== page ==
Planning travel for Iris has always been about following her interests but also helping her develop skills that she will need for the future. Learning how to thrive without her team of animals has been one challenge that’s on my mind each time we leave our menagerie at home. What I don’t tend to dwell on in my blogs is the difficult days, those tough moments where I search in desperation, my brain spins trying to find answers to what has disturbed Iris’s world, what was it that upset her or how do I help. Sometimes her abilities to speak or to show me leave her in those desperate times. I have become, dare I say it dependent on a crutch that takes many forms. A cat, a rabbit, and a pony. I am lucky to be surrounded by a team of animal therapists that save the day so when it’s time to leave them at home I do wonder, what will happen? how will we manage?
So far, to my delight each destination Iris is surrounded with an abundance of wildlife and animals that come to our door. It helps her realise she can make new friendships and get to know other animals and the people that they live with. It opens up opportunities for learning too about the different environments and what animals are suited to where and why.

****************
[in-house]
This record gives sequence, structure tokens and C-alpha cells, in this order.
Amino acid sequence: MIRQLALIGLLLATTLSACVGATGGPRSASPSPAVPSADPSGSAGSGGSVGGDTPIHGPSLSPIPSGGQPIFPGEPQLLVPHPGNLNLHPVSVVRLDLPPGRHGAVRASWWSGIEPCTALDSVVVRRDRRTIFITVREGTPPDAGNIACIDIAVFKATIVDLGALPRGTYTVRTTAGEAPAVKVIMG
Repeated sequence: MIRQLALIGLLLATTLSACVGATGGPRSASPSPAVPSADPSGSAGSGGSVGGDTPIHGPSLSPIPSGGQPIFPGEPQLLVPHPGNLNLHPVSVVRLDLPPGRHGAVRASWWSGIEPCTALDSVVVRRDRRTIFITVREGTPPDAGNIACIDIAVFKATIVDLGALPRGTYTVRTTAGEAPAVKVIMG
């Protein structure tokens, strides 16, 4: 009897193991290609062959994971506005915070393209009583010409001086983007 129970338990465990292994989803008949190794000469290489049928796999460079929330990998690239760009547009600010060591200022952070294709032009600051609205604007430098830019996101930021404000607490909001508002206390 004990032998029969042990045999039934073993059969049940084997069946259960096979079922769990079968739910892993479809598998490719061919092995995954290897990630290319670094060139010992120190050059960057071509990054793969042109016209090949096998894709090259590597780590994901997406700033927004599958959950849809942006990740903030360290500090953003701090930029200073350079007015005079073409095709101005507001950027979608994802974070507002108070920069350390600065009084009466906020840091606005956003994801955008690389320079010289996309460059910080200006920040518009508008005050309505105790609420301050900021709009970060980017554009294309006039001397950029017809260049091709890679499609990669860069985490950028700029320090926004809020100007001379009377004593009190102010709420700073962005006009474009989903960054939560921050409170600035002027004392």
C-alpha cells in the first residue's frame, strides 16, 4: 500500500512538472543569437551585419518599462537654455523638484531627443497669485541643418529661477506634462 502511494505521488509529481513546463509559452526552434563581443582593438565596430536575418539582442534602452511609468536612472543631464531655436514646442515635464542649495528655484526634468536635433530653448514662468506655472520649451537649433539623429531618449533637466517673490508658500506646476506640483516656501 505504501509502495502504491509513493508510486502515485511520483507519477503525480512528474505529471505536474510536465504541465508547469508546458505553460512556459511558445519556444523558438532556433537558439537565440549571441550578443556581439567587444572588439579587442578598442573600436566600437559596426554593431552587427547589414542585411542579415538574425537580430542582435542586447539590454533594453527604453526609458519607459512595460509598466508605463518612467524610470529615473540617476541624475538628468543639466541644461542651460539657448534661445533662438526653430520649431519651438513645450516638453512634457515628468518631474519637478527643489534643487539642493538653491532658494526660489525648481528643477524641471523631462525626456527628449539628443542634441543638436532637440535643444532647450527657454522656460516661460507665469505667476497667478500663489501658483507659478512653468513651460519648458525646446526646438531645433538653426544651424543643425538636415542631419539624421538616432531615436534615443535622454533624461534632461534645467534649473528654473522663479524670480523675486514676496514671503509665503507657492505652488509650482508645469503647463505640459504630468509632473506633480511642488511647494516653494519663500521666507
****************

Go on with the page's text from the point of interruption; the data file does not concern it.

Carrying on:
All sorts of conversations, questions and topics can be derived from the newbies.
They also seem to be there just at the right time to help when Iris needs some distraction or comfort.
I have always been an advocate for how animals can help our children but usually people associate this with Iris’s cat Thula and their extraordinary relationship that wowed us all. But there are so many ways in which animals can teach and support us on our adventures.
The pictures above are from our last trip to Wales during our travels for the Forests of The World Project.